Morong
Municipality of Morong
Downtown area
Flag of Morong
Official seal of Morong
Nickname: 
Bataan's Wild West
Map of Bataan with Morong highlighted
Map of Bataan with Morong highlighted
OpenStreetMap
Map
Morong is located in Philippines
Morong
Morong
Location within the Philippines
Coordinates: 14°40′48″N 120°16′06″E / 14.68°N 120.2683°E / 14.68; 120.2683
CountryPhilippines
RegionCentral Luzon
ProvinceBataan
District 3rd district
Founded1607
Barangays5 (see Barangays)
Government
[1]
 • TypeSangguniang Bayan
 • MayorCynthia L. Estanislao
 • Vice MayorLeila Linao-Muñoz
 • RepresentativeMaria Angela S. Garcia
 • Municipal Council
Members
 • Electorate23,488 voters (2022)
Area
 • Total219.20 km2 (84.63 sq mi)
Elevation
24 m (79 ft)
Highest elevation
208 m (682 ft)
Lowest elevation
0 m (0 ft)
Population
 (2020 census)[3]
 • Total35,394
 • Density160/km2 (420/sq mi)
 • Households
8,278
Economy
 • Income class3rd municipal income class
 • Poverty incidence
9.99
% (2018)[4]
 • Revenue₱ 223.1 million (2020)
 • Assets₱ 496.9 million (2020)
 • Expenditure₱ 192.1 million (2020)
Service provider
 • ElectricityPeninsula Electric Cooperative (PENELCO)
Time zoneUTC+8 (PST)
ZIP code
2108
PSGC
IDD:area code+63 (0)47
Native languagesMariveleño
Tagalog

Morong, officially the Municipality of Morong (Tagalog: Bayan ng Morong), is a 3rd class municipality in the province of Bataan, Philippines. According to the 2020 census, it has a population of 35,394 people.[3]

The municipality is home to Subic Bay International Airport, Subic Bay Freeport Zone (SBFZ; along with Hermosa also in the province of Bataan, and Olongapo and Subic in Zambales), the Bataan Nuclear Power Plant, and the former Philippine Refugee Processing Center. Morong was formerly known as Moron.[5] It is accessible via the Bataan Provincial Expressway, off Exit 65.

History

Our Lady of Pilar Parish Church

In 1607, Morong was established when the Order of Augustinian Recollects built a church in a small populated village in Bataan. The original site of the church was said to have been in Barangay Nagbalayong, a village southeast of Morong. The orderly rectangular layout of the streets and roads of Nagbalayong Proper is attributable to the rural planning efforts of the AOR.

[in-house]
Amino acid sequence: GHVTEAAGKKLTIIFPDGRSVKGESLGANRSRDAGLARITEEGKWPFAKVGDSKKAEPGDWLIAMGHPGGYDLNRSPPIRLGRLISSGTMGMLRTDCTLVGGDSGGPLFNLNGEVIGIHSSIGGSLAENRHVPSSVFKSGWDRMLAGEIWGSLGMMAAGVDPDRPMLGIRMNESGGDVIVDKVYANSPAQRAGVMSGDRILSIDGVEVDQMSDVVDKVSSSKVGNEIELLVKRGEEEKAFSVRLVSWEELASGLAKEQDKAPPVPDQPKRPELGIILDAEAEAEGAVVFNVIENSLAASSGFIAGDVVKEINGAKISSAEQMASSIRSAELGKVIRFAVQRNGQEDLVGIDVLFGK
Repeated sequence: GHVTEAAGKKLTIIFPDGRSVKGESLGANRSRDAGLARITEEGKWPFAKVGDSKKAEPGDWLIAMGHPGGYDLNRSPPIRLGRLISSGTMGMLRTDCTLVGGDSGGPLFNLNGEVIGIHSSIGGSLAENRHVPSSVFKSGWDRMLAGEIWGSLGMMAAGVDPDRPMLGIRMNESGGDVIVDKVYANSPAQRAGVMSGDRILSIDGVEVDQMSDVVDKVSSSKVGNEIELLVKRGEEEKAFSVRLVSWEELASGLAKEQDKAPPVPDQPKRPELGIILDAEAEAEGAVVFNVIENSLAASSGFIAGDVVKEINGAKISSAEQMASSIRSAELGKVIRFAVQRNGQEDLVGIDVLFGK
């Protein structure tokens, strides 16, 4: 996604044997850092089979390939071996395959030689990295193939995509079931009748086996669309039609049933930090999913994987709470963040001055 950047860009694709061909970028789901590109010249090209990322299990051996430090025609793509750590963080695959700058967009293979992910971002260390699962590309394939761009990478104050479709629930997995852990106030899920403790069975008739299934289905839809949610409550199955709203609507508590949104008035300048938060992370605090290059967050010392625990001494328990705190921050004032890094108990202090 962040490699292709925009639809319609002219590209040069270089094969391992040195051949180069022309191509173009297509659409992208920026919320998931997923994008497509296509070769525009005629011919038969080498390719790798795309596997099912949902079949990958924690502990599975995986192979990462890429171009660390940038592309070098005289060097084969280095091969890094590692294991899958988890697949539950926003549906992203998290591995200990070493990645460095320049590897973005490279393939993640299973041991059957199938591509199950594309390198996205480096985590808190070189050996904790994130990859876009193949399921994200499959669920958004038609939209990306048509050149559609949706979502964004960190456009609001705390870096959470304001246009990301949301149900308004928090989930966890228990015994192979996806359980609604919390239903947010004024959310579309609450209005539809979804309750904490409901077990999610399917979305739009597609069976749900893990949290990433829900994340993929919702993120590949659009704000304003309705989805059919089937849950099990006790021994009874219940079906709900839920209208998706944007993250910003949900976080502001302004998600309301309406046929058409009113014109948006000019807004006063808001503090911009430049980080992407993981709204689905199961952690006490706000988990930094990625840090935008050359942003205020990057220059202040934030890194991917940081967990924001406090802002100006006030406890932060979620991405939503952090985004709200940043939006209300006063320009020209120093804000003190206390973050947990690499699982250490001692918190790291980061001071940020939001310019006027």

In the mid 1800s, the municipal center was moved to a more central location relative to other barangays. This new central barangay was named Poblacion and was given a similar rural planning design to Nagbalayong, wherein the streets are arranged in an orderly rectangular pattern. A significantly larger church was also built in Poblacion.

The oldest records about Morong was written by the Augustian Order of Recollects (AOR) and the town always had been referred to as Moron as far back as 1607. There is no evidence that the town was ever named or referred to as Bayandati. Nagbalayong was only colloquially referred to as Bayandati, owing to the transfer of the town proper from Nagbalayong to Poblacion.

Folkloric tradition alludes the etymology of the name Moron to the Spaniards' mishearing of the phrase "mga Moro umurong" when they asked the local people the name of their village. While there are many records of Muslim led slave-raiding expeditions in the 18th and 19th Century, there is no historical record substantiating this claim. The problem of slave raiding did however influence the architecture of the Morong Church, which was built as a church-fortress.

The most probable etymology comes from the Spanish word morón which refers to a hill which can be seen from the sea. Several towns in Spain and in Spanish colonies are also named Morón, namely Morón in Cuba; Morón de la Fronterra in Sevilla, Spain; and Morón in Buenos Aires, Argentina, to name a few. These place all have hilly topographies and are nearby the ocean.